As Richard was saying, that senior buyer being able to manage volume and variety of information, being able to see it in a quick snapshot what decisions he needed to make, what distribution decisions he needed to make quickly and effectively in order to meet those rate demands, were core. I’ll let Richard speak to the final piece, which is compliance.
Richard: Thanks, Martin. Compliance…I’ve already mentioned that our business is wide ranging. Not only are we feeding our internal Lockheed customers, but we’re also supplying national and international customers and government, so compliance is of the utmost importance to us.

What iSynergy does for us is give us a total and absolute, accessible, auditable trail. Audits are paramount. It’s paramount that we’re able to pull information together to support our audit needs for all of our customers whether they be governmental or corporate.

Compliance is in requirements that are fed down to us from all avenues. This information is all able to be stored within the system. It’s readily available. Even to the department level, we can allow our managers to go pull their own individual reports from an audit perspective in order to support our overall audit needs. It’s totally focused information. It’s the availability that makes the system so useful and usable for us.

We’re going to listen to Richard talk a little bit about what they refer to as “completing the circle.”

Completing the circle for them meant that the requests for quote that were coming in, the data that was being captured, the data that existed both outside of the MRP, that existed in spreadsheets, master data sheets, product data sheets, also existing outside of the MRP, needed to come back some way into the procurement process in a quick and easy fashion so that those buyers could act on that data and not duplicate work, and not delay any kind of processing times that would affect rate.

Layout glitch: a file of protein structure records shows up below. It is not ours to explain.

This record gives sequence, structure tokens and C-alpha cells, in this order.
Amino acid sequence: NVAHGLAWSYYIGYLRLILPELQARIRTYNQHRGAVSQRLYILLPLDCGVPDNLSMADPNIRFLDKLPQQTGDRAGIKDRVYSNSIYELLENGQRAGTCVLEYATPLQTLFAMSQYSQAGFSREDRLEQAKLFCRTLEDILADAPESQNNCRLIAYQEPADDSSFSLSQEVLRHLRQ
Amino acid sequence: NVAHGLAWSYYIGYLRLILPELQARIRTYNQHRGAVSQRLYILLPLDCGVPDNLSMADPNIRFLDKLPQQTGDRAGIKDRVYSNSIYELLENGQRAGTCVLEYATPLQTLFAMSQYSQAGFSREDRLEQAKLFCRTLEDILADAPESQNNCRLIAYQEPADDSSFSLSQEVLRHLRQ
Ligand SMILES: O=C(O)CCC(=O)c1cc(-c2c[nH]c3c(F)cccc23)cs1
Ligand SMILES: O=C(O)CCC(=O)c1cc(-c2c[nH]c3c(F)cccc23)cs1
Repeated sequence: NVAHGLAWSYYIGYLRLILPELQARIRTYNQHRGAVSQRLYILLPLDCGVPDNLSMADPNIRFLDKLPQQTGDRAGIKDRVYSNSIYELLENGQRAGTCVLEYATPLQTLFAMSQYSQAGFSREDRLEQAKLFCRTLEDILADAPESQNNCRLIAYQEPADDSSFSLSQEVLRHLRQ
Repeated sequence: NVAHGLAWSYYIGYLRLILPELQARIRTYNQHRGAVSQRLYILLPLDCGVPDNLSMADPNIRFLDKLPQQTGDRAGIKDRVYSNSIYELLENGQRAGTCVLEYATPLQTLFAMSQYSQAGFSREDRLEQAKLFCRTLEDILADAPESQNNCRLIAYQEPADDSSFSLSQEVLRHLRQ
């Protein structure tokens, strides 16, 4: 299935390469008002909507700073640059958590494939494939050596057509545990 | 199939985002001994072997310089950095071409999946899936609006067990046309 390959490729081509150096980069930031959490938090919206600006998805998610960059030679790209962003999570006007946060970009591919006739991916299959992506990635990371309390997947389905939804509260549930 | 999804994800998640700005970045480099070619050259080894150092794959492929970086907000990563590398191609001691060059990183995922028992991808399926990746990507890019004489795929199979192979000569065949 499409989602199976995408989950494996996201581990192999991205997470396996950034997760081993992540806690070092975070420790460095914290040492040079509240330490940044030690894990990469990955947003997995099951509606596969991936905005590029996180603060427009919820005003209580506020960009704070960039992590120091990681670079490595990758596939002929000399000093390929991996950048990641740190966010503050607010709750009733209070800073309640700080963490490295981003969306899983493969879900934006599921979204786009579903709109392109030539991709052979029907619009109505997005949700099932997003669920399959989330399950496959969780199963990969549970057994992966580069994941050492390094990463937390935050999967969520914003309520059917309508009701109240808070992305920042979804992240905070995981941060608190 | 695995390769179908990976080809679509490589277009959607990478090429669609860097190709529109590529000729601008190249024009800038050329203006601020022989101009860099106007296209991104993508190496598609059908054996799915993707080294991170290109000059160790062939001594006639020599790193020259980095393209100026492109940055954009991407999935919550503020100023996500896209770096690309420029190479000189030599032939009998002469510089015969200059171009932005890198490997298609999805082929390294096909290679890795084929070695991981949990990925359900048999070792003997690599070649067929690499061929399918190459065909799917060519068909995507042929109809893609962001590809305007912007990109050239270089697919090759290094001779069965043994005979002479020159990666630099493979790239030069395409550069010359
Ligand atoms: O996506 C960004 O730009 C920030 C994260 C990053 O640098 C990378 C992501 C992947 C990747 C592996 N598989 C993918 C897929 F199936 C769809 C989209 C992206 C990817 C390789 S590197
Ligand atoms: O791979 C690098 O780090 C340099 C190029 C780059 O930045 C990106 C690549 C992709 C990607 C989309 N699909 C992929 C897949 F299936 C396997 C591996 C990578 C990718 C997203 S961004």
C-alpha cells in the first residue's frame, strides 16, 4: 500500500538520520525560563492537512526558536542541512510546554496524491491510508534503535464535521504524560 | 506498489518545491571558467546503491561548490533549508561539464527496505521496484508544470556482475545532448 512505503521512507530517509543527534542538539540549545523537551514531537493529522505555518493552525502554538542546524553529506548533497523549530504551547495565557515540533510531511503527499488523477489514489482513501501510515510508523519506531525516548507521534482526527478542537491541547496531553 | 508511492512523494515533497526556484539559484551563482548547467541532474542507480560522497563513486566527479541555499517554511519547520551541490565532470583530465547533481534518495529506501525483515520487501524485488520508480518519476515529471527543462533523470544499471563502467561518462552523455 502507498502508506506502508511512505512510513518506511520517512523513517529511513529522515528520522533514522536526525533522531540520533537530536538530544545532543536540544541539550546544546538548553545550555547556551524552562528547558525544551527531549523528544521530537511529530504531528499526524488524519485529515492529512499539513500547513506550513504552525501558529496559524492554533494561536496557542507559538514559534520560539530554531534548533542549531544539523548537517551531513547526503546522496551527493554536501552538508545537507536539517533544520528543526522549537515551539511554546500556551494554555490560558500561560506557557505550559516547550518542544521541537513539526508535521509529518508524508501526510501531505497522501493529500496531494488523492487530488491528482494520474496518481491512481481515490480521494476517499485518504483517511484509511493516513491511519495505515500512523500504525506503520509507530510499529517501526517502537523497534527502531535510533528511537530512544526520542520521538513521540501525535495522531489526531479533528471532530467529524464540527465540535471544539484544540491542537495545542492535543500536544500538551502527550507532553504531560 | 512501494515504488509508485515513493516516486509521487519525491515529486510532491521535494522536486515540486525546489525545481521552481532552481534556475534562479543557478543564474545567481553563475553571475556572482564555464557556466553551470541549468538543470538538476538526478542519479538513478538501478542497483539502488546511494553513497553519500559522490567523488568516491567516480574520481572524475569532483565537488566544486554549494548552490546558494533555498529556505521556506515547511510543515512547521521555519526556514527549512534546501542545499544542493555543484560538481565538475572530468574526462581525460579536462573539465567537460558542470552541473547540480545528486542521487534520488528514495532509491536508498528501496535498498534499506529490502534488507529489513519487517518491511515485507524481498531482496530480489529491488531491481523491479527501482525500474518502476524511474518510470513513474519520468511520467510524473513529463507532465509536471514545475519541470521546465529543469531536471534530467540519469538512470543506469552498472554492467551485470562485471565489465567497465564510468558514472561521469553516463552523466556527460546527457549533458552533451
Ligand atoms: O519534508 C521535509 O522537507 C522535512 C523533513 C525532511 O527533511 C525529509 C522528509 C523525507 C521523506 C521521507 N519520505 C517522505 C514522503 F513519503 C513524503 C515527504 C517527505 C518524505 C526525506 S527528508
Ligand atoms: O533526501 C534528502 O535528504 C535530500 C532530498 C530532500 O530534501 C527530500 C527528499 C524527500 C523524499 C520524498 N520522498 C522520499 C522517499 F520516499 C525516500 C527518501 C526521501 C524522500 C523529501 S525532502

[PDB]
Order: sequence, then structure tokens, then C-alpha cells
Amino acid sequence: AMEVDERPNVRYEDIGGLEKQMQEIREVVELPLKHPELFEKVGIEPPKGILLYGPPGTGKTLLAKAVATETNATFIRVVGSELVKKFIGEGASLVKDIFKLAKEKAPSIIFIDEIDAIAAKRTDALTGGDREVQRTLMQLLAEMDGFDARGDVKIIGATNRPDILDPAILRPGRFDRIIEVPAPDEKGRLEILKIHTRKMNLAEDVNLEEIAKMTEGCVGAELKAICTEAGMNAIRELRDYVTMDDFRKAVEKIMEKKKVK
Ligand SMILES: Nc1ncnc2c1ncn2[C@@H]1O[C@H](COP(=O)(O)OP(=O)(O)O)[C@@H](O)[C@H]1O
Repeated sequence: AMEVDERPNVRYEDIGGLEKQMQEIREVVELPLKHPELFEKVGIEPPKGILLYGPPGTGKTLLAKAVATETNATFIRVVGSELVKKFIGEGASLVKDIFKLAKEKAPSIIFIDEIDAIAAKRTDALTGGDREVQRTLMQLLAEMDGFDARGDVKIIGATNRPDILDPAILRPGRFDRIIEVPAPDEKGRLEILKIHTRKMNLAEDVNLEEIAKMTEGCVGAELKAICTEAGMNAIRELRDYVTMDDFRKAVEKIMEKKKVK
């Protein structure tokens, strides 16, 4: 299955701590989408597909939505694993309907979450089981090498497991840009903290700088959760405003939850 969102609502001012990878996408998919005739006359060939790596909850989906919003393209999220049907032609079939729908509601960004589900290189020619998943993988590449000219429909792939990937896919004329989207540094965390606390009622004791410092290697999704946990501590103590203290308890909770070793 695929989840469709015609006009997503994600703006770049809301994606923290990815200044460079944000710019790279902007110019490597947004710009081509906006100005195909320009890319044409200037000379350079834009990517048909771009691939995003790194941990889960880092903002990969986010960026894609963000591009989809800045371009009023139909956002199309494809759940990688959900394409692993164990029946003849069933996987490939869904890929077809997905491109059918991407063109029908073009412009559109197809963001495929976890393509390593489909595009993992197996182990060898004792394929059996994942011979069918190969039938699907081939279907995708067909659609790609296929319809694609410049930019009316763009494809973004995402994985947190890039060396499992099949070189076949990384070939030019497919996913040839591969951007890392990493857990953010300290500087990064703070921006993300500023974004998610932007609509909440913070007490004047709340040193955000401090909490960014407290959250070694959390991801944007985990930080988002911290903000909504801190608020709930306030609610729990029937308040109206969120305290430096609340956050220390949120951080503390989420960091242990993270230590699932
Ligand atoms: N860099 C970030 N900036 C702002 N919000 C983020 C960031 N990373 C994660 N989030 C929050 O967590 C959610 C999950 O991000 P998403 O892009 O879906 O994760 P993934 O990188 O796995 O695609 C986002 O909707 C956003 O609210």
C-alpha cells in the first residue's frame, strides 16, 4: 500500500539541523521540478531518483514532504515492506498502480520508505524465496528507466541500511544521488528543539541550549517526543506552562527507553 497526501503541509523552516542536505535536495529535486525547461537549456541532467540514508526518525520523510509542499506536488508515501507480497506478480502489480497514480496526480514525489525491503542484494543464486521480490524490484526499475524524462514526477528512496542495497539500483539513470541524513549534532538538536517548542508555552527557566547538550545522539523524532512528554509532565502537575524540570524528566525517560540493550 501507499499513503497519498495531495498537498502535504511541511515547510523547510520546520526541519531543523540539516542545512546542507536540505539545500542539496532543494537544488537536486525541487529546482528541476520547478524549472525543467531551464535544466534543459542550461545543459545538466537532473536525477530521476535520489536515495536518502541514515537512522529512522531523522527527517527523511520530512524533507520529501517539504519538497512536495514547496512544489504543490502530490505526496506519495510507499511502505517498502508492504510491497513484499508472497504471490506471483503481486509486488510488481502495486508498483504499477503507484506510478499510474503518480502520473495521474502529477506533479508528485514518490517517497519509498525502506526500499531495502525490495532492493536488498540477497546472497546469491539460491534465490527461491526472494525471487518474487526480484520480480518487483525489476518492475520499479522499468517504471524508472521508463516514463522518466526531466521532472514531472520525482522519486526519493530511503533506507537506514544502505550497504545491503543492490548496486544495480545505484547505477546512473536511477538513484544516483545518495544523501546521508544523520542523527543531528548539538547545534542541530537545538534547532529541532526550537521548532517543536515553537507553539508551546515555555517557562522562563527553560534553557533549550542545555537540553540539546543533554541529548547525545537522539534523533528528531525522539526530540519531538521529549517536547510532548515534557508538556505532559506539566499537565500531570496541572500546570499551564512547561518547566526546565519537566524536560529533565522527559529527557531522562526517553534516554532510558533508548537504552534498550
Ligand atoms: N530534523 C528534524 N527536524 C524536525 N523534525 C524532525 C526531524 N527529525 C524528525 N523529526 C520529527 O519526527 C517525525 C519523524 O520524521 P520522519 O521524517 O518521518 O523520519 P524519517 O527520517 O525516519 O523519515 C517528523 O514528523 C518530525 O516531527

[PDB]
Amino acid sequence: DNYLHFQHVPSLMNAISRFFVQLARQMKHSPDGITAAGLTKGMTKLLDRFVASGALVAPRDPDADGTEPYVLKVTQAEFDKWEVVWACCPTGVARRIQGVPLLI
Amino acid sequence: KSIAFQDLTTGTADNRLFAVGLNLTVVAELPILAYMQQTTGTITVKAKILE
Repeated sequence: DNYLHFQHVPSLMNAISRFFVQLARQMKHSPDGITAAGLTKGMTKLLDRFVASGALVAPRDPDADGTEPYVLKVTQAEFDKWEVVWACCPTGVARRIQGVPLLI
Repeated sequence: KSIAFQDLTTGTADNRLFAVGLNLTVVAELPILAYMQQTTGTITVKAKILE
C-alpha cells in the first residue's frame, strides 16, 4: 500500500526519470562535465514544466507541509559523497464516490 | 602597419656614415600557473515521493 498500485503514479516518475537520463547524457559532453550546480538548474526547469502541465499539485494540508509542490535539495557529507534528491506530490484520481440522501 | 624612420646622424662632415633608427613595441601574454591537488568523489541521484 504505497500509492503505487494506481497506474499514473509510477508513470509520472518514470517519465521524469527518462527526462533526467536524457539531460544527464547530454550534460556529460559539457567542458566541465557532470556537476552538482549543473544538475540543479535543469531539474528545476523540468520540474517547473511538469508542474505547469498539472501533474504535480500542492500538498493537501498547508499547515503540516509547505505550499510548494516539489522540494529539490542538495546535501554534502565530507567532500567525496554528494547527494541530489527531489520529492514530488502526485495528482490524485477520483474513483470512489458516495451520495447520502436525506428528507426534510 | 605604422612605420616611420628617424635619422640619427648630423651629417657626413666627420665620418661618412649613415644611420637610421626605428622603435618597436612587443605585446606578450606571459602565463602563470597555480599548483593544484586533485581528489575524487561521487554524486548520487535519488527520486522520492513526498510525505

For thinking about Lockheed Martin as a customer, feeding a request for quote into this process, where Contracts is grabbing it, working with Engineering to develop a master quote spreadsheet. What I mean by that is where they’re going out to their suppliers and saying, “We have a project to build 30 X. What will these parts cost us”? Then putting in the quantities and prices, and also the methods by which they’re quoting, whether it’s a long term agreement, whether it’s an individual quote, or if it’s a last price paid, all of this data is still existing outside the system. We’re really trying to help bridge that gap.

It’s important to note that this is a process that is so ingrained into their culture that it was too hard, too quickly…Here’s the key thing, they only had three months to do this in order to meet rate demands. They couldn’t change the entire culture and change their MRP system in order to incorporate this data, so they needed a solution that would help bridge this gap permanently and keep the process moving effectively.

The only time the data got back into the system was when the actual quotes were awarded by the customer. Now you can imagine as the quotes are awarded, if I’m thinking of the MRP, the only thing that’s traveling through here is the parts order. The buyers are only receiving parts orders. There’s no relationship between the parts, and the parent assemblies, and the price they were quoted at. What happens is these parent assemblies, with these unknown quotes, the buyers are now forced to recreate this quote process, therefore duplicating it, so you have a new quote out for the same parts.

What was happening at this point was the financial analyst, after review of everything that’s been completed…From quotes to delivery of the actual assembly, there was a cost variance. I want to let Richard talk a little bit about the impact of that cost variance.

Richard: The cost variance is so important, particularly these days, to the bottom line. The cost variances that we were experiencing, they had the ability to negatively…Because we’re quoting parts more than once, we may have accepted business at a particular cost, and now we’re having to re quote. There’s a potential for a quote mismatch.